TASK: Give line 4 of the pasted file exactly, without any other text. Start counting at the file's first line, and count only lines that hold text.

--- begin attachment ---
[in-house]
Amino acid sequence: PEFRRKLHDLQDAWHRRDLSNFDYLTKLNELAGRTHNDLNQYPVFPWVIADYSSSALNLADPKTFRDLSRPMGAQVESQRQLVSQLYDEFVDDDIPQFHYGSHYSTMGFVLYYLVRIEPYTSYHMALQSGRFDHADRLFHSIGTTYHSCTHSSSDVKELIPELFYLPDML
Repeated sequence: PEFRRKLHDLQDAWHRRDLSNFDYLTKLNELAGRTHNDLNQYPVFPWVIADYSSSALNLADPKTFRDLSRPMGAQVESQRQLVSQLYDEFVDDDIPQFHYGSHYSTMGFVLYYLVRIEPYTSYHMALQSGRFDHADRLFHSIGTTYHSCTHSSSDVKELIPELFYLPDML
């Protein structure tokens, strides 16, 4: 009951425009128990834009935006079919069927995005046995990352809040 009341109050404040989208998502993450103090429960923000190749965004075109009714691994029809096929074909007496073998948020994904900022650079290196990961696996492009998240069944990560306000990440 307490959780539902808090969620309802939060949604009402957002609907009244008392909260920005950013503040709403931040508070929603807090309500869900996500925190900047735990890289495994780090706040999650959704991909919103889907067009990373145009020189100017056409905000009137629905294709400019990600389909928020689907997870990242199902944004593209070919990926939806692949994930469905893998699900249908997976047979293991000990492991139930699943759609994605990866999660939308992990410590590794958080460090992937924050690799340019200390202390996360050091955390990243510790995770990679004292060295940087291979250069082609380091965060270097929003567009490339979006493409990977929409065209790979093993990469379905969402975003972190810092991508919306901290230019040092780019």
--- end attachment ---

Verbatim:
């Protein structure tokens, strides 16, 4: 009951425009128990834009935006079919069927995005046995990352809040 009341109050404040989208998502993450103090429960923000190749965004075109009714691994029809096929074909007496073998948020994904900022650079290196990961696996492009998240069944990560306000990440 307490959780539902808090969620309802939060949604009402957002609907009244008392909260920005950013503040709403931040508070929603807090309500869900996500925190900047735990890289495994780090706040999650959704991909919103889907067009990373145009020189100017056409905000009137629905294709400019990600389909928020689907997870990242199902944004593209070919990926939806692949994930469905893998699900249908997976047979293991000990492991139930699943759609994605990866999660939308992990410590590794958080460090992937924050690799340019200390202390996360050091955390990243510790995770990679004292060295940087291979250069082609380091965060270097929003567009490339979006493409990977929409065209790979093993990469379905969402975003972190810092991508919306901290230019040092780019």